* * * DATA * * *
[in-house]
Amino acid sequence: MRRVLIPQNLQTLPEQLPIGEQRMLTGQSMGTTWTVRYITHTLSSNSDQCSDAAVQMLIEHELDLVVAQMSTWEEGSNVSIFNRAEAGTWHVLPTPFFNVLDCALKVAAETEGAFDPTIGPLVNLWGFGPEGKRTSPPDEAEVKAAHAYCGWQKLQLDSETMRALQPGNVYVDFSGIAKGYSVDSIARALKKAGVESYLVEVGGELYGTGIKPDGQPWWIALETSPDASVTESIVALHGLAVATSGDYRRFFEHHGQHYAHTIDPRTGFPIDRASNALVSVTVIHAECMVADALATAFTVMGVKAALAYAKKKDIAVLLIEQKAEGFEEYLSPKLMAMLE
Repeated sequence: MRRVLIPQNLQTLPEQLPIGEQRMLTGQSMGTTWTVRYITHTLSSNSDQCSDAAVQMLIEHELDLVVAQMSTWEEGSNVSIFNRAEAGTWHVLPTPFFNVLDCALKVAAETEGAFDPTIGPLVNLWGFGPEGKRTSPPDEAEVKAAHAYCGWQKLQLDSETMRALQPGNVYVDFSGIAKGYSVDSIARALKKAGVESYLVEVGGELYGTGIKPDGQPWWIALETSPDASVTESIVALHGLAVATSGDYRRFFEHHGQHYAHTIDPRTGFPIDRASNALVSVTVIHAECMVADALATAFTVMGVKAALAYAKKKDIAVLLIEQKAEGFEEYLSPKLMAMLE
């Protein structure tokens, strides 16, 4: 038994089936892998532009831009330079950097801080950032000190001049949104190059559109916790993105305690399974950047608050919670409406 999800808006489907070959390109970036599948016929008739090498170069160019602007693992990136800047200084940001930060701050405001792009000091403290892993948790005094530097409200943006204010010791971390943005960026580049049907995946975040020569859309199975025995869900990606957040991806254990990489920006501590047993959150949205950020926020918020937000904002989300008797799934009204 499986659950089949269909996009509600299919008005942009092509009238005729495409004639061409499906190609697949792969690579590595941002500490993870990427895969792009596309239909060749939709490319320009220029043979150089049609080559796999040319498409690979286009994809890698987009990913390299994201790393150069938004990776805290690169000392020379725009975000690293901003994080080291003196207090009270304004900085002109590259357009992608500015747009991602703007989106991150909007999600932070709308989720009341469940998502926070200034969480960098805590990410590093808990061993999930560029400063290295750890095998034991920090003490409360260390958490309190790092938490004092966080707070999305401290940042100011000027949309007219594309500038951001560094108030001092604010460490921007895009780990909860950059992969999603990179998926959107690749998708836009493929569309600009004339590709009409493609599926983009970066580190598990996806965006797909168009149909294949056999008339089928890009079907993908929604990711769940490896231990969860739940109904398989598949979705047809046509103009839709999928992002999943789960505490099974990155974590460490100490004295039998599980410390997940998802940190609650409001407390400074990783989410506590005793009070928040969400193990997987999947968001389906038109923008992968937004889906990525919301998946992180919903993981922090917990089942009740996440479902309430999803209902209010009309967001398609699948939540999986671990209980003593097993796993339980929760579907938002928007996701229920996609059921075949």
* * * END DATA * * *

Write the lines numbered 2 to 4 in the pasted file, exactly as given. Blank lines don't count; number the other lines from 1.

Amino acid sequence: MRRVLIPQNLQTLPEQLPIGEQRMLTGQSMGTTWTVRYITHTLSSNSDQCSDAAVQMLIEHELDLVVAQMSTWEEGSNVSIFNRAEAGTWHVLPTPFFNVLDCALKVAAETEGAFDPTIGPLVNLWGFGPEGKRTSPPDEAEVKAAHAYCGWQKLQLDSETMRALQPGNVYVDFSGIAKGYSVDSIARALKKAGVESYLVEVGGELYGTGIKPDGQPWWIALETSPDASVTESIVALHGLAVATSGDYRRFFEHHGQHYAHTIDPRTGFPIDRASNALVSVTVIHAECMVADALATAFTVMGVKAALAYAKKKDIAVLLIEQKAEGFEEYLSPKLMAMLE
Repeated sequence: MRRVLIPQNLQTLPEQLPIGEQRMLTGQSMGTTWTVRYITHTLSSNSDQCSDAAVQMLIEHELDLVVAQMSTWEEGSNVSIFNRAEAGTWHVLPTPFFNVLDCALKVAAETEGAFDPTIGPLVNLWGFGPEGKRTSPPDEAEVKAAHAYCGWQKLQLDSETMRALQPGNVYVDFSGIAKGYSVDSIARALKKAGVESYLVEVGGELYGTGIKPDGQPWWIALETSPDASVTESIVALHGLAVATSGDYRRFFEHHGQHYAHTIDPRTGFPIDRASNALVSVTVIHAECMVADALATAFTVMGVKAALAYAKKKDIAVLLIEQKAEGFEEYLSPKLMAMLE
């Protein structure tokens, strides 16, 4: 038994089936892998532009831009330079950097801080950032000190001049949104190059559109916790993105305690399974950047608050919670409406 999800808006489907070959390109970036599948016929008739090498170069160019602007693992990136800047200084940001930060701050405001792009000091403290892993948790005094530097409200943006204010010791971390943005960026580049049907995946975040020569859309199975025995869900990606957040991806254990990489920006501590047993959150949205950020926020918020937000904002989300008797799934009204 499986659950089949269909996009509600299919008005942009092509009238005729495409004639061409499906190609697949792969690579590595941002500490993870990427895969792009596309239909060749939709490319320009220029043979150089049609080559796999040319498409690979286009994809890698987009990913390299994201790393150069938004990776805290690169000392020379725009975000690293901003994080080291003196207090009270304004900085002109590259357009992608500015747009991602703007989106991150909007999600932070709308989720009341469940998502926070200034969480960098805590990410590093808990061993999930560029400063290295750890095998034991920090003490409360260390958490309190790092938490004092966080707070999305401290940042100011000027949309007219594309500038951001560094108030001092604010460490921007895009780990909860950059992969999603990179998926959107690749998708836009493929569309600009004339590709009409493609599926983009970066580190598990996806965006797909168009149909294949056999008339089928890009079907993908929604990711769940490896231990969860739940109904398989598949979705047809046509103009839709999928992002999943789960505490099974990155974590460490100490004295039998599980410390997940998802940190609650409001407390400074990783989410506590005793009070928040969400193990997987999947968001389906038109923008992968937004889906990525919301998946992180919903993981922090917990089942009740996440479902309430999803209902209010009309967001398609699948939540999986671990209980003593097993796993339980929760579907938002928007996701229920996609059921075949």